BF: Do you think ICE wants or needs this?

PL: Even with immigrant detention expanding, or at least not in any way slowing, under the Obama administration, it’s hard to believe that ICE needs two similarly sized facilities within the same region.

One important thing to remember is that ICE has no contract to place detainees in either one of these facilities, and if they sign one it won’t be until doors are literally opened. Companies are acting on this as any speculative market, and as such there’s bound to be some kind of a bubble. But we think ICE is hoping at least one of the facilities will get their financing good and straight and be operational. But you never know, one of the other key things to be looking at is – how much does the “if you build it they will come” phenomena play into it. For example, ICE is increasingly looking at home monitoring and other alternatives to detention because facilities are so full. But what if more are built?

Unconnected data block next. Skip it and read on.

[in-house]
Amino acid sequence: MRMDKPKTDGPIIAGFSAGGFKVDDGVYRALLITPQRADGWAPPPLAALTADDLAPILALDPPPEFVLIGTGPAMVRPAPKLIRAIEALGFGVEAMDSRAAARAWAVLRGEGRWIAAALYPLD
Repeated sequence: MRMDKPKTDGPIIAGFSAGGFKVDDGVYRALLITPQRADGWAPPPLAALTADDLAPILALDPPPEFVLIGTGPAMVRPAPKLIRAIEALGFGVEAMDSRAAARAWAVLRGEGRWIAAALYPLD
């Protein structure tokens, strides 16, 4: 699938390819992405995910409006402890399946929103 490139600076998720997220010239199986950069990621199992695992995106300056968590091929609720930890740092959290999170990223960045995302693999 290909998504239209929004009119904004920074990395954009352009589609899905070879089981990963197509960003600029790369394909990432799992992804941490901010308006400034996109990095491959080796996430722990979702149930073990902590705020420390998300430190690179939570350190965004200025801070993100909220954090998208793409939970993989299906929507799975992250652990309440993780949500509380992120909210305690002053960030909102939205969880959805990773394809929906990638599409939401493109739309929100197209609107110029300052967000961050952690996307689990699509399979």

I’ve heard from many who do national work that ICE is a many headed hydra and that some in upper echelon are motivated by a desire to increase detention to the extent that some immigration reform is forced – regardless of whether it’s reform that guarantees any rights, or just essentially legitimizes the shadow economy of underpaid immigrant labor. But immigration reform is a whole ‘nother can of worms.

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2 Responses to “The Business of Detention”

  1. “We won’t come unless we’re wanted,” George Barlow, head of GSI Professional Corrections, said …

    There’s another story about the Brandywine facility in today’s DNR.

    One commenter on the story (claiming to be from Brandywine) is vehemently opposed to the construction.

  2. Carrie says:

    “This affects us because we have to decide whether we think it’s morally defensible to put someone in prison in order to make money.” The real problem comes not when people break laws, but when laws break people. This sounds like an instance where laws will break people.